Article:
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Tomatoes, Other Produce Lose Flavor in Fridge

Summertime is harvest time for many Georgia backyard gardeners. But which of your newly grown morsels do you pop in the fridge, and which do you keep on the counter top?

University of Georgia foods and nutrition specialists say knowing which fruits and vegetables to refrigerate (and which not to) can make a big difference in taste and quality.

Chill Tomatoes Only to Extend Life

"Tomatoes should definitely not be refrigerated until they have ripened," said Elizabeth Andress, an Extension food safety specialist with the UGA College of Family and Consumer Sciences.

"You'll get much better flavor from your tomatoes if they aren't refrigerated," Andress said.

The exception is when you have too many ripe tomatoes, she said. Ripe tomatoes can be refrigerated to prolong their shelf life a bit.

"Remember, too, to use any tomatoes with splits or cracks in the skin first rather than store them," she said. "If you don't, these will begin to spoil fast and can harbor harmful bacteria."

Ripen First, Then Chill

Papayas, mangos and avocados should also be ripe before you refrigerate them. "For best flavor, eat them soon after they ripen," Andress said. "If you have to refrigerate them, place them individually in brown paper bags first."

The same rule applies to peaches. Allow them to ripen at room temperature before refrigerating.

Bananas also taste best when kept at room temperature. "If you've bought too many and you don't want them to spoil, you can refrigerate them and use them in cakes and breads," said Andress.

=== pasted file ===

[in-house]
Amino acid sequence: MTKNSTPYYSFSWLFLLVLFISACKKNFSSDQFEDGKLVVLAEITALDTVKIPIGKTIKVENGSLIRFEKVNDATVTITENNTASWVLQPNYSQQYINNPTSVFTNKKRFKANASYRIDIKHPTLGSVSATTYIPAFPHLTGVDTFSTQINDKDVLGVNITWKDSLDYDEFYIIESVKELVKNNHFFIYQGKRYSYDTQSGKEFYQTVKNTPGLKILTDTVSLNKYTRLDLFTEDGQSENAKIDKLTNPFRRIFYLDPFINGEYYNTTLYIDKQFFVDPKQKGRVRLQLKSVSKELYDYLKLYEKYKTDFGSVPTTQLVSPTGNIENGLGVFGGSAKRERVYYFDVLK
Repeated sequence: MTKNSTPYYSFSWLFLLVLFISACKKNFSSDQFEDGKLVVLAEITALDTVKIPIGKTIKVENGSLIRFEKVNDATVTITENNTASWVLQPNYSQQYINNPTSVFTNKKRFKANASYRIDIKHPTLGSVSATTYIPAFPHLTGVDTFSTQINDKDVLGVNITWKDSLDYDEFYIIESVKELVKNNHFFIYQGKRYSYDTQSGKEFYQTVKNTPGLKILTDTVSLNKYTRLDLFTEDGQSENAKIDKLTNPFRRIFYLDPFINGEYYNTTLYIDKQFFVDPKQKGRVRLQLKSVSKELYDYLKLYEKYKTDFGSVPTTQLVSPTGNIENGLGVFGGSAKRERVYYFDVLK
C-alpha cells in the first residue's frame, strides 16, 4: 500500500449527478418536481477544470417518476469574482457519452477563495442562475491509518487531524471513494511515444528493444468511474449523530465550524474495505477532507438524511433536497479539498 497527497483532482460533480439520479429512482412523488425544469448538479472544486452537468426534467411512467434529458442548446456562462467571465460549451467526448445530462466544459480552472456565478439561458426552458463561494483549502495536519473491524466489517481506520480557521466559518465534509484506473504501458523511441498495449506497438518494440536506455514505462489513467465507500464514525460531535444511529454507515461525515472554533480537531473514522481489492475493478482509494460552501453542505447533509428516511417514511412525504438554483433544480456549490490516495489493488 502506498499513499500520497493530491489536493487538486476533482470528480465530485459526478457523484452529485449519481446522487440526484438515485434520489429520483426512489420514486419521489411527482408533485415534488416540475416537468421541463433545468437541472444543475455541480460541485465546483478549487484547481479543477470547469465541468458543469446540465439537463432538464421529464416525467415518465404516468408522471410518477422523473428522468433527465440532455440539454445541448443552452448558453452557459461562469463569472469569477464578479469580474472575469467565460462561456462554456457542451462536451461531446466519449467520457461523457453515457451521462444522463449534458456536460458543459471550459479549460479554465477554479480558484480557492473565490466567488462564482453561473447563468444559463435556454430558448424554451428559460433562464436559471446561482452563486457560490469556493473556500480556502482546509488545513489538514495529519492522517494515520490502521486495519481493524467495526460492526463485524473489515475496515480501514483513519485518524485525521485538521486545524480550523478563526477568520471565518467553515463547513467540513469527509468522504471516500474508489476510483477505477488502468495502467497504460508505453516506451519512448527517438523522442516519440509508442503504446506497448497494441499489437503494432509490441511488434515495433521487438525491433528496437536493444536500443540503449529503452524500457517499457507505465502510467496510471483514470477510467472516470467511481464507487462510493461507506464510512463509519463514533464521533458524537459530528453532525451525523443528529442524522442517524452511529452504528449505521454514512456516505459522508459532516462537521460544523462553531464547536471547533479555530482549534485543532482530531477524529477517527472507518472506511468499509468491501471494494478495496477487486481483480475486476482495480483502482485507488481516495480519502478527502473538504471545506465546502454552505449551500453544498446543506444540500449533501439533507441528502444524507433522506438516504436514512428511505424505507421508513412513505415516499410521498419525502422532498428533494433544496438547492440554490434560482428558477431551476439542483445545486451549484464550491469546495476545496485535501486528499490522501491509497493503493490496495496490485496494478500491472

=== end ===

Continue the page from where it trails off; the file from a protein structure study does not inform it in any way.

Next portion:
Keep 'Taters' in Dark

Store potatoes in a cool, dark place. "This is a lot easier to do in the northern states where houses have cellars," Andress said.

Exposure to cold can make the potato's starch turn to sugar. "You'll get a sweet taste instead of a potato taste," Andress said.

Keeping potatoes in the dark also prevents greening under the potato's skin. "This is one sign that the potato has gotten too much light," Andress said.

If your potato is green under the skin, she said, chances are it contains solanine. "Eaten in large quantities," she said, "solanine can make you sick."

Keep sweet potatoes in a cool, dark place, too. "You don't have to worry about the sugar content rising, since they're already sweet," she said. "But they taste better, and they're drier."

Don't Crowd the Onions

Don't refrigerate onions, either. "Onions need to be kept in a dry, cool, dark area and should be kept separately," Andress said. "When they're stored in close contact, molds and mildews can easily spread from one to another."

Vidalia and other sweet onions can also be stored for weeks to months at room temperature if they are kept dry, cool and separate.

Andress said using the legs of ladies' hosiery for storing onions. "Just drop an onion in the leg of the clean hosiery, tie a knot, drop another onion in, tie a knot and so forth until you have your onions neatly separated," she said. "Hang the string of onions in a cool, dry, well-ventilated area. Then when you're ready to use one, just cut below the knot, and the others remain neatly stored."

Winter squash, like acorn squash and pumpkins, are best kept at room temperatures. Cantaloupe and watermelon can also be kept at room temperature.

"Most people like their melons to be cold," Andress said. "But they don't have to be refrigerated until they're cut."

(Sharon Omahen is a news editor with the University of Georgia College of Agricultural and Environmental Sciences.)

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